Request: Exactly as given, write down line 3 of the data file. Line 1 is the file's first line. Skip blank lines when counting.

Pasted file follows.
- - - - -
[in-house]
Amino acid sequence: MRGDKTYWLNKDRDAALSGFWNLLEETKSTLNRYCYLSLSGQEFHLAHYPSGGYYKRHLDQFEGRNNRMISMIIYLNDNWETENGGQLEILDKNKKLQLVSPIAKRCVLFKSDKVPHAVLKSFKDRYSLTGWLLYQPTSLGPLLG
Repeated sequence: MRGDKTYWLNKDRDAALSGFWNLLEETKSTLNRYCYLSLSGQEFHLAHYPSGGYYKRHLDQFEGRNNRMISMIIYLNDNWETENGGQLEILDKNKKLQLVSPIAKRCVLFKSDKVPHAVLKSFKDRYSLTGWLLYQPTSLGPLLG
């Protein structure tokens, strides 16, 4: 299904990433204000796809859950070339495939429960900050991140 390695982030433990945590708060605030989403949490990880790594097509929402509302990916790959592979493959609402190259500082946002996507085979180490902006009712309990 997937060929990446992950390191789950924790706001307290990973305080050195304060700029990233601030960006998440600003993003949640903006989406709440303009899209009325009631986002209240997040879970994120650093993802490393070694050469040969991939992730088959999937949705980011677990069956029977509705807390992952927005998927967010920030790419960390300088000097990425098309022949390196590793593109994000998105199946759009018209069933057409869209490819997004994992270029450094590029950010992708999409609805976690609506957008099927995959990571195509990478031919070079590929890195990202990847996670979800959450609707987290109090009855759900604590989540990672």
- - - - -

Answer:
Repeated sequence: MRGDKTYWLNKDRDAALSGFWNLLEETKSTLNRYCYLSLSGQEFHLAHYPSGGYYKRHLDQFEGRNNRMISMIIYLNDNWETENGGQLEILDKNKKLQLVSPIAKRCVLFKSDKVPHAVLKSFKDRYSLTGWLLYQPTSLGPLLG